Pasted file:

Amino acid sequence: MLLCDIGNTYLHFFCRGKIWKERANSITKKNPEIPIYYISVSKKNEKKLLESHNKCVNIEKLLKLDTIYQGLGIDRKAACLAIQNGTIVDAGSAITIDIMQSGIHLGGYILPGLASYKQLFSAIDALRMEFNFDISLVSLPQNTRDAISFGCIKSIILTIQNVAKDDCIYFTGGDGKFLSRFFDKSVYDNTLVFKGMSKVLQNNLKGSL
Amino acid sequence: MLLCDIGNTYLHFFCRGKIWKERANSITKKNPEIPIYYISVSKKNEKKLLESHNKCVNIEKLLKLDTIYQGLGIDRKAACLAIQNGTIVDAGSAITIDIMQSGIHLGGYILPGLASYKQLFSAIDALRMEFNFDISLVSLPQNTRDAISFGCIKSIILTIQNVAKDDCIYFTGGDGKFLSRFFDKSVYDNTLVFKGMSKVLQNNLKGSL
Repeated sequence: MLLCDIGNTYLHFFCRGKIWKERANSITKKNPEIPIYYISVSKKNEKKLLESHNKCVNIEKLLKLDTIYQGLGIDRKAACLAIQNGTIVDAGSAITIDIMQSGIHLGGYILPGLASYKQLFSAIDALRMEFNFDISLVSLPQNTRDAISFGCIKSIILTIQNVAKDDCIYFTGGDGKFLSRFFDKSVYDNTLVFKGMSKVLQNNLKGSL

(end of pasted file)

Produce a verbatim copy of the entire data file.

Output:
Amino acid sequence: MLLCDIGNTYLHFFCRGKIWKERANSITKKNPEIPIYYISVSKKNEKKLLESHNKCVNIEKLLKLDTIYQGLGIDRKAACLAIQNGTIVDAGSAITIDIMQSGIHLGGYILPGLASYKQLFSAIDALRMEFNFDISLVSLPQNTRDAISFGCIKSIILTIQNVAKDDCIYFTGGDGKFLSRFFDKSVYDNTLVFKGMSKVLQNNLKGSL
Amino acid sequence: MLLCDIGNTYLHFFCRGKIWKERANSITKKNPEIPIYYISVSKKNEKKLLESHNKCVNIEKLLKLDTIYQGLGIDRKAACLAIQNGTIVDAGSAITIDIMQSGIHLGGYILPGLASYKQLFSAIDALRMEFNFDISLVSLPQNTRDAISFGCIKSIILTIQNVAKDDCIYFTGGDGKFLSRFFDKSVYDNTLVFKGMSKVLQNNLKGSL
Repeated sequence: MLLCDIGNTYLHFFCRGKIWKERANSITKKNPEIPIYYISVSKKNEKKLLESHNKCVNIEKLLKLDTIYQGLGIDRKAACLAIQNGTIVDAGSAITIDIMQSGIHLGGYILPGLASYKQLFSAIDALRMEFNFDISLVSLPQNTRDAISFGCIKSIILTIQNVAKDDCIYFTGGDGKFLSRFFDKSVYDNTLVFKGMSKVLQNNLKGSL